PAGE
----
Major activities on this project included: 1. Completed development phase of a multi-location Conservation Effects Assessment Project (CEAP) database that will be housed at the National Soil Tilth Laboratory (NSTL). Several other CEAP watersheds are beginning to contribute data. 2. Continuation of ongoing water quality monitoring (for nutrients and Eschericia coli (E. coli)) and stream gauging in the South Fork watershed despite major flooding during June 2008; fortunately our gauging station equipment has remained intact. Concentrations of E. coli and Enterococcus were measured in streams, stream sediments, subsurface drainage water and field runoff. A comparison of field runoff from manured and non-manured fields suggests wildlife contributes significant amounts of E. coli into surface runoff. A study was completed that measured E. coli survival in stream water at different times of the year. Survival in stream water was not greatly influenced by temperature. 3. We continue to work on an assessment of riparian corridor stream and sediment conditions in the South Fork watershed, in collaboration with National Sedimentation Laboratory scientists and a visiting scholar. Ongoing work includes an assessment of stream meander movement and channelization, bank stability measurements, and a survey of post-settlement sediment accretion along the river valley. 4. We have begun to evaluate phosphorus (P) dynamics in a riparian buffer by developing methods to quantifying inorganic and organic P fractions in soil solution. In addition, work to progress hydrograph separation and load estimation method comparisons under objectives two and three is underway but in early stages. (NP211, Component 1)
1. Linking Climate Patterns and Crop Yields The relative roles of climate and management in determining environmental performance of agricultural systems are being identified. Climate can have a larger effect on crops than management, and is a critical consideration for determining effects of conservation practices. For example, the nitrogen cycle is dominated by crop uptake and yield, and thereby influenced by climate. We investigated multi-decadal climate variations and associated impacts on corn yield. Long-term yield records showed a significant, nearly-biennial, oscillation between high and low corn yielding years that is associated with large-scale oceanic circulations. High yields were associated with years of sunshine early in the growing season and sufficient rainfall later as crops mature. Possible outcomes include predictive models to guide agricultural management for profitability and reduced nutrient losses. Results will be useful to agricultural and climate scientists interested in crop responses to weather patterns, and the potential for seasonal climate predictions to more tangibly assist crop management. (NP211, Component 1)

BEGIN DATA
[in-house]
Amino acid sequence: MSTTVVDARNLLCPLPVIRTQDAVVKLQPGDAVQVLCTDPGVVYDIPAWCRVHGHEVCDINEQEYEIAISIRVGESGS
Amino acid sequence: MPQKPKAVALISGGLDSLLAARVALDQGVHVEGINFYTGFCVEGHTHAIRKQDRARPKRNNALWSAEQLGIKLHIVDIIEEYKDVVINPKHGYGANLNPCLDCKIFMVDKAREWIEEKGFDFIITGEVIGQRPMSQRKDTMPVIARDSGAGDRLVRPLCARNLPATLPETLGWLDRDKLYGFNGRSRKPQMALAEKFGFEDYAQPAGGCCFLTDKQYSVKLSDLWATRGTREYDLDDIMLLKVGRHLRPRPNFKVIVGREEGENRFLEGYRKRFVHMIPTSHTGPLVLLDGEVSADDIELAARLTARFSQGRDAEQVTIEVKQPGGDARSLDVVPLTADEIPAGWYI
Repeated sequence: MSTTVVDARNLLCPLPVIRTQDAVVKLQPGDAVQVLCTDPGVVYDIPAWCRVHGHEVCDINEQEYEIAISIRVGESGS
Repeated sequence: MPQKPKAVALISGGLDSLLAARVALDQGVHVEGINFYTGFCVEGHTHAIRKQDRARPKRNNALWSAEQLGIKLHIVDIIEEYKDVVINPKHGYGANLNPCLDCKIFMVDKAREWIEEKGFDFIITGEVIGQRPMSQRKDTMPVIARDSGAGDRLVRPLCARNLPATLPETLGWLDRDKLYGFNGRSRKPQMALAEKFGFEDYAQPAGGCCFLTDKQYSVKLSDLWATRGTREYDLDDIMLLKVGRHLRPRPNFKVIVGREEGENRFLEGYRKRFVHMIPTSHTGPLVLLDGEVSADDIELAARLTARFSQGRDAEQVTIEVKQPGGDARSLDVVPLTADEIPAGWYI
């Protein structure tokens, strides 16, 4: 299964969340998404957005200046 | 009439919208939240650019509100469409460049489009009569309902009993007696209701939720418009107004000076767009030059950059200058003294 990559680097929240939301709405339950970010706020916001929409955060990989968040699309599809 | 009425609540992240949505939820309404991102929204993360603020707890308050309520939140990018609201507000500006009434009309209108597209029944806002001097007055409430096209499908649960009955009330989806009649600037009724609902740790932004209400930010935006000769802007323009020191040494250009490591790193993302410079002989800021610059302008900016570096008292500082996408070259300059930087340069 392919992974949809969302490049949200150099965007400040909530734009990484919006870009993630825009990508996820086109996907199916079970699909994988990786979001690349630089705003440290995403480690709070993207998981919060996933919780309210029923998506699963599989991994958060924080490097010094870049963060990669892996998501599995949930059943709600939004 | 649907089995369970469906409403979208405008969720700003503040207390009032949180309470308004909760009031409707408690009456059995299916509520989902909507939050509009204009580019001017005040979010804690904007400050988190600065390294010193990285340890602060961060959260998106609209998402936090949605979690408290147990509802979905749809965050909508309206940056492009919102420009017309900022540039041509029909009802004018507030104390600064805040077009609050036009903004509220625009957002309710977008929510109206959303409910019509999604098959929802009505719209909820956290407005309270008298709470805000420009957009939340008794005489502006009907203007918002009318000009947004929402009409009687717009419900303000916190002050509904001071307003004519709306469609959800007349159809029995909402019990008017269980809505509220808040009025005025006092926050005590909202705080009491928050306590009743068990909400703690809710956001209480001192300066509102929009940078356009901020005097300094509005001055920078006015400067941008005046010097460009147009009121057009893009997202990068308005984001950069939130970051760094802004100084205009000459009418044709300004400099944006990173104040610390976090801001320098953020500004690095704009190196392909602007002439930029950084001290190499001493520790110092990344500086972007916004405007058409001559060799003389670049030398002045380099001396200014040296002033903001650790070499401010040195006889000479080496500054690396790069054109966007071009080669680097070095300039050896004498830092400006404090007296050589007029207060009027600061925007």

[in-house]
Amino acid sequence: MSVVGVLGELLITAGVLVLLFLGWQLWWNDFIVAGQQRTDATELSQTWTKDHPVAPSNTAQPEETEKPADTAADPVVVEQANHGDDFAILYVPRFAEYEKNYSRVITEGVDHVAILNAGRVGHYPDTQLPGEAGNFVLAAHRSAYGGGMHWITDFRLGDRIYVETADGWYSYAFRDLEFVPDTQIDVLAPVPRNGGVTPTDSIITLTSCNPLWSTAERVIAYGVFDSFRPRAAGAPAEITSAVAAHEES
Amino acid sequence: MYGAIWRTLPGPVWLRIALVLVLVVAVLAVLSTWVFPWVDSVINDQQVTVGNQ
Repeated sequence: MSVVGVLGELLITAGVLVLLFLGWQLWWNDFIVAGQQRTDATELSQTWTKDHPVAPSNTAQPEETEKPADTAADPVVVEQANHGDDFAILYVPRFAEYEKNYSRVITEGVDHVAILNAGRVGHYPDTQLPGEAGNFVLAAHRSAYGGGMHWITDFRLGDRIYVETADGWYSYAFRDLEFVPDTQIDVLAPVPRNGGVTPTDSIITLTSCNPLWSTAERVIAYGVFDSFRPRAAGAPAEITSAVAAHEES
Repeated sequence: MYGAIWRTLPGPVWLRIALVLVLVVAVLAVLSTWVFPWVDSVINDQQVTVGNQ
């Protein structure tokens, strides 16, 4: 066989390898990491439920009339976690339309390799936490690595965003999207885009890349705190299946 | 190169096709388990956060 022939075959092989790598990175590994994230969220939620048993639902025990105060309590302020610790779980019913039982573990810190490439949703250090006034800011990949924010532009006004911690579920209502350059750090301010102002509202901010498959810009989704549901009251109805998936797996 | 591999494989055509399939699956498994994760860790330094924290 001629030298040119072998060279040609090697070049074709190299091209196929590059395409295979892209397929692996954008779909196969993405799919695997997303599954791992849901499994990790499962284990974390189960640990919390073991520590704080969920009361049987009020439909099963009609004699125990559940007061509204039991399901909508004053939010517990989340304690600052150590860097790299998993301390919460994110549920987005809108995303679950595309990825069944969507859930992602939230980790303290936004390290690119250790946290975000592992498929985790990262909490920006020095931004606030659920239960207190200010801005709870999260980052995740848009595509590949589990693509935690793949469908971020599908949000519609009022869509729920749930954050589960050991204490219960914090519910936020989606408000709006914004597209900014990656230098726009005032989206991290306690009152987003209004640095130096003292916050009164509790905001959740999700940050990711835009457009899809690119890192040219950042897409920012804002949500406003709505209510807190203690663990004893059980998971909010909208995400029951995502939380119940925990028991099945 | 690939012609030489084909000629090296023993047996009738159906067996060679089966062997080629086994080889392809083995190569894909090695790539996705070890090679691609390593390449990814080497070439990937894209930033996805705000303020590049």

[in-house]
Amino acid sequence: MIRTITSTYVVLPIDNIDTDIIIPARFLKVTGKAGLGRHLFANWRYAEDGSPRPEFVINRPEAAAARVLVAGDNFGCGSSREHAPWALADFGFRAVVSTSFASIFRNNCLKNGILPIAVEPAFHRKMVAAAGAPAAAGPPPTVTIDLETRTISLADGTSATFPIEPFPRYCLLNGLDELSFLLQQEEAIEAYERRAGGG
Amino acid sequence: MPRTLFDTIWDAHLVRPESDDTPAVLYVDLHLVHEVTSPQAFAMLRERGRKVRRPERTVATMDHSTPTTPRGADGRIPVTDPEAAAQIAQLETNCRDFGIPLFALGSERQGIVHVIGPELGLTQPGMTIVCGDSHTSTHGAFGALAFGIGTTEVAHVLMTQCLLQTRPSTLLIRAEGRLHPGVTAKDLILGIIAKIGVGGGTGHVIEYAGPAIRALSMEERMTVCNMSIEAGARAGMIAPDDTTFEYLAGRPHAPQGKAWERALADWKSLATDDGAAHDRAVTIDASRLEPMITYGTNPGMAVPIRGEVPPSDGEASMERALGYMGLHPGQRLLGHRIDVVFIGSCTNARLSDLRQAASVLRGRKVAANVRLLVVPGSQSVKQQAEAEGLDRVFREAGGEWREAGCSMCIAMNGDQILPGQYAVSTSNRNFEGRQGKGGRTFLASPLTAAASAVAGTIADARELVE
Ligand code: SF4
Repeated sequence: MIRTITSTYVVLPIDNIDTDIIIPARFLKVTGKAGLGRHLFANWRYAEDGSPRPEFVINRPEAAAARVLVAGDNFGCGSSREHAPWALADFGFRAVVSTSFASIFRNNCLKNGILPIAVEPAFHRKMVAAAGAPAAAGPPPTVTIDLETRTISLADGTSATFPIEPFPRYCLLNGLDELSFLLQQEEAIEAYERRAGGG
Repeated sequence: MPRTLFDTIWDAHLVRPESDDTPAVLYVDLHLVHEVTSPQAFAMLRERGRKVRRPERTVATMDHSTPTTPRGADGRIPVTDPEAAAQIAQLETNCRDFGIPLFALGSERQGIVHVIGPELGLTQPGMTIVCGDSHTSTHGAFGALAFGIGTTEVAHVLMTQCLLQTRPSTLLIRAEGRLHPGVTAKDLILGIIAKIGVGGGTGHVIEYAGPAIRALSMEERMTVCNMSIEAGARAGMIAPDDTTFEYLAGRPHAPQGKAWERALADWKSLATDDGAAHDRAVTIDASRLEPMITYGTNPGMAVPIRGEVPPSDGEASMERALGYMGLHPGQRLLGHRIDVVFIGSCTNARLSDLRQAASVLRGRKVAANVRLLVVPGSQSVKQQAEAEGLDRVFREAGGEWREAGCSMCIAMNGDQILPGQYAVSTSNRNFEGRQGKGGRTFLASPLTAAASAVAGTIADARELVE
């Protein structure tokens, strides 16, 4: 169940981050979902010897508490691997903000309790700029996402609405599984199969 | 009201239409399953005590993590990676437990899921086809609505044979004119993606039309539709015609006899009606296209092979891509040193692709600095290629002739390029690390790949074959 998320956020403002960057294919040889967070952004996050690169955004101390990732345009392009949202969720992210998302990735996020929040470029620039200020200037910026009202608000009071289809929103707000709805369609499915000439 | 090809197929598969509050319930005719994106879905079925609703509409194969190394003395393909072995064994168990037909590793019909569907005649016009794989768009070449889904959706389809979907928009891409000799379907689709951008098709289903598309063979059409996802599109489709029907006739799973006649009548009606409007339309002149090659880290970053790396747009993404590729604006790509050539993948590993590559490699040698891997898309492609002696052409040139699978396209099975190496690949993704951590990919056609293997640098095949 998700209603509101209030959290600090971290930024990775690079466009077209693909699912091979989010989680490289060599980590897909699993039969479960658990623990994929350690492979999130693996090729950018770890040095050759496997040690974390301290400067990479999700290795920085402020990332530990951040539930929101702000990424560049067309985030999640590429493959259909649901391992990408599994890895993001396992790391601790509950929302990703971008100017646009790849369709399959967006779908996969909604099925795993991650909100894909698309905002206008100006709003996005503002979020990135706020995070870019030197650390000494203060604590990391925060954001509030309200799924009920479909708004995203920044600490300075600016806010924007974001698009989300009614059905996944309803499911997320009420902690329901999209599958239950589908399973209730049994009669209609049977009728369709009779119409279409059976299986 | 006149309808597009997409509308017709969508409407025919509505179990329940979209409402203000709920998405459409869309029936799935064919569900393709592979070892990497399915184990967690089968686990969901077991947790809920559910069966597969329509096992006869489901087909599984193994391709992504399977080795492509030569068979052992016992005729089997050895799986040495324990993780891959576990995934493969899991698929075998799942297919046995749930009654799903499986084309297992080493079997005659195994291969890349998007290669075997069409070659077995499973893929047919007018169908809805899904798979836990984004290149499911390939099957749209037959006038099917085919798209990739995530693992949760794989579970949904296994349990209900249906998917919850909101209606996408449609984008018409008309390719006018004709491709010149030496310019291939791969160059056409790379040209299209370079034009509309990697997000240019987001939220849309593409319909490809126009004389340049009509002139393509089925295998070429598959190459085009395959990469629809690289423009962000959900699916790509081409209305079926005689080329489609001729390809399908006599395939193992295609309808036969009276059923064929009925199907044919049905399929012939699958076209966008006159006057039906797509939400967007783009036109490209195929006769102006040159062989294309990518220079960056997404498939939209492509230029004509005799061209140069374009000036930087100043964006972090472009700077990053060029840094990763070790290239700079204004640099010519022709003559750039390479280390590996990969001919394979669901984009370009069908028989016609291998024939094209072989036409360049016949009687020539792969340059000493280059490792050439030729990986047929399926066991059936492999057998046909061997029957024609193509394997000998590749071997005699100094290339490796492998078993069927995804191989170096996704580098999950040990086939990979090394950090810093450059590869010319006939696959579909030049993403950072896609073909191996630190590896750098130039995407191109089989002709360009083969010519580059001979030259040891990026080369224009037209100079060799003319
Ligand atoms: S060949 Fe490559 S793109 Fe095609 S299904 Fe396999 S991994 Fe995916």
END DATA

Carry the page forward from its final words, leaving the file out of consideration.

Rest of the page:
2. Carbon (C) Cycling in Soils Has Implications for Water Quality The type of grassland plant communities present in a riparian buffer might influence soil biological processes, with implications for carbon cycling and nutrient losses from buffers to streams. We compared the influence of grass communities (species with C3 versus C4 photosynthesis) on the soil biological response to inputs of fresh organic material and nutrients from the grasses. We found that soil organic matter provided stability to the soil ecosystem and allowed it to respond more rapidly to inputs of these fresh materials. This shows in part how organic matter enhances nutrient retention in soils. These results are of interest to the conservation community, both practitioners and scientists, who need to better understand the linkages between soil quality and water quality. (NP211, Component 1)
3. Identification of Plants for Phosphorus Uptake Buffer uptake of phosphorus (P) varies by grass species and phosphorus availability. Harvesting of buffer vegetation offers the opportunity to increase supply of harvested biomass and remove nutrients that accumulate in buffers. We found that reed canarygrass and switchgrass are better choices than smooth brome for P removal through biomass harvest. Switchgrass took up more P from soil solutions initially high in P, but reed canarygrass performed best when low P solutions had added P (simulating P inputs from runoff). Results add weight to other recent evidence that species selection can be critical in determining the effectiveness of conservation practices. This is of interest to agricultural producers, conservation planners, and policy makers seeking to improve buffer design and considering biomass harvest from conservation plantings. (NP211, Component 1)
5. Significant Activities that Support Special Target Populations